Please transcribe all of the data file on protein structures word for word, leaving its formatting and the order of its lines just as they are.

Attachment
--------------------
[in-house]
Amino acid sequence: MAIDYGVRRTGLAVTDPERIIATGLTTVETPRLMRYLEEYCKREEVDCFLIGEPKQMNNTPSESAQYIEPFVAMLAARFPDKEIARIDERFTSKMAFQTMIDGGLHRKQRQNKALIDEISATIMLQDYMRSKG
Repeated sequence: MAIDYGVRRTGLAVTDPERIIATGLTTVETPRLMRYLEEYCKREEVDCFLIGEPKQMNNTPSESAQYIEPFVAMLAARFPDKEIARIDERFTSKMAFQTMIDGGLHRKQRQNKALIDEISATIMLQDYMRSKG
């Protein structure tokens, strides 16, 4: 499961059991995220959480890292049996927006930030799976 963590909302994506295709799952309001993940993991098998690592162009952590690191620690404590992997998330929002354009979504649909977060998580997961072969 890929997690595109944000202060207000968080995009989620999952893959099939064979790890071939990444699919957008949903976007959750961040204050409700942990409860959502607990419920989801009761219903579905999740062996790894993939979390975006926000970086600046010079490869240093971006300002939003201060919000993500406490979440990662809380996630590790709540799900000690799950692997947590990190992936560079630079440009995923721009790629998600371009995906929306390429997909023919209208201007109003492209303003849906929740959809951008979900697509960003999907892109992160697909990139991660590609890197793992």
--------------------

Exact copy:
[in-house]
Amino acid sequence: MAIDYGVRRTGLAVTDPERIIATGLTTVETPRLMRYLEEYCKREEVDCFLIGEPKQMNNTPSESAQYIEPFVAMLAARFPDKEIARIDERFTSKMAFQTMIDGGLHRKQRQNKALIDEISATIMLQDYMRSKG
Repeated sequence: MAIDYGVRRTGLAVTDPERIIATGLTTVETPRLMRYLEEYCKREEVDCFLIGEPKQMNNTPSESAQYIEPFVAMLAARFPDKEIARIDERFTSKMAFQTMIDGGLHRKQRQNKALIDEISATIMLQDYMRSKG
């Protein structure tokens, strides 16, 4: 499961059991995220959480890292049996927006930030799976 963590909302994506295709799952309001993940993991098998690592162009952590690191620690404590992997998330929002354009979504649909977060998580997961072969 890929997690595109944000202060207000968080995009989620999952893959099939064979790890071939990444699919957008949903976007959750961040204050409700942990409860959502607990419920989801009761219903579905999740062996790894993939979390975006926000970086600046010079490869240093971006300002939003201060919000993500406490979440990662809380996630590790709540799900000690799950692997947590990190992936560079630079440009995923721009790629998600371009995906929306390429997909023919209208201007109003492209303003849906929740959809951008979900697509960003999907892109992160697909990139991660590609890197793992």